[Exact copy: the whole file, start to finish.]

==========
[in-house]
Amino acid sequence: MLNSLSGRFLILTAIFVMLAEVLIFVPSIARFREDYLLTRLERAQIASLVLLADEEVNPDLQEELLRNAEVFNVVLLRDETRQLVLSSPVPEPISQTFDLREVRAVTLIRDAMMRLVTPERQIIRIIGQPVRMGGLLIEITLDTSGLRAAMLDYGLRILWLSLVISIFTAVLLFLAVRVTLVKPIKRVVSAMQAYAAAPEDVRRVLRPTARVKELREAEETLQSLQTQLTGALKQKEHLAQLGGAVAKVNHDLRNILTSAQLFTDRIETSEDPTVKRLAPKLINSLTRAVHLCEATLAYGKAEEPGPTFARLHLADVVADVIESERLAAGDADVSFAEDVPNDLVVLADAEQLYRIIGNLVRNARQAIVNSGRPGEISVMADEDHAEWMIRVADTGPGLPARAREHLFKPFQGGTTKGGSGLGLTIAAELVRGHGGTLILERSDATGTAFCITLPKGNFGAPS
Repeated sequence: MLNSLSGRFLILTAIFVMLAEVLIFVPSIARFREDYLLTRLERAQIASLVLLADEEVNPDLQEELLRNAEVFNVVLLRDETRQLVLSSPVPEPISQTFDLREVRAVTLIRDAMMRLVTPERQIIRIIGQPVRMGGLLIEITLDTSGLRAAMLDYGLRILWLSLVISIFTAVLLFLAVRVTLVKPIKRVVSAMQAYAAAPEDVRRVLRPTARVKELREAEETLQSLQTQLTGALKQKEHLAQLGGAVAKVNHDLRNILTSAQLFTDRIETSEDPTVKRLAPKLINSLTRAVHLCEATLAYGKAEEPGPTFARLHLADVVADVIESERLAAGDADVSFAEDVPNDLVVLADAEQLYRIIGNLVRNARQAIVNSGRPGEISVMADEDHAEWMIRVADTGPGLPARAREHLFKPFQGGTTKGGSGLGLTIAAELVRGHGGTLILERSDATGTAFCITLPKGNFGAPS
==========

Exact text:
[in-house]
Amino acid sequence: MLNSLSGRFLILTAIFVMLAEVLIFVPSIARFREDYLLTRLERAQIASLVLLADEEVNPDLQEELLRNAEVFNVVLLRDETRQLVLSSPVPEPISQTFDLREVRAVTLIRDAMMRLVTPERQIIRIIGQPVRMGGLLIEITLDTSGLRAAMLDYGLRILWLSLVISIFTAVLLFLAVRVTLVKPIKRVVSAMQAYAAAPEDVRRVLRPTARVKELREAEETLQSLQTQLTGALKQKEHLAQLGGAVAKVNHDLRNILTSAQLFTDRIETSEDPTVKRLAPKLINSLTRAVHLCEATLAYGKAEEPGPTFARLHLADVVADVIESERLAAGDADVSFAEDVPNDLVVLADAEQLYRIIGNLVRNARQAIVNSGRPGEISVMADEDHAEWMIRVADTGPGLPARAREHLFKPFQGGTTKGGSGLGLTIAAELVRGHGGTLILERSDATGTAFCITLPKGNFGAPS
Repeated sequence: MLNSLSGRFLILTAIFVMLAEVLIFVPSIARFREDYLLTRLERAQIASLVLLADEEVNPDLQEELLRNAEVFNVVLLRDETRQLVLSSPVPEPISQTFDLREVRAVTLIRDAMMRLVTPERQIIRIIGQPVRMGGLLIEITLDTSGLRAAMLDYGLRILWLSLVISIFTAVLLFLAVRVTLVKPIKRVVSAMQAYAAAPEDVRRVLRPTARVKELREAEETLQSLQTQLTGALKQKEHLAQLGGAVAKVNHDLRNILTSAQLFTDRIETSEDPTVKRLAPKLINSLTRAVHLCEATLAYGKAEEPGPTFARLHLADVVADVIESERLAAGDADVSFAEDVPNDLVVLADAEQLYRIIGNLVRNARQAIVNSGRPGEISVMADEDHAEWMIRVADTGPGLPARAREHLFKPFQGGTTKGGSGLGLTIAAELVRGHGGTLILERSDATGTAFCITLPKGNFGAPS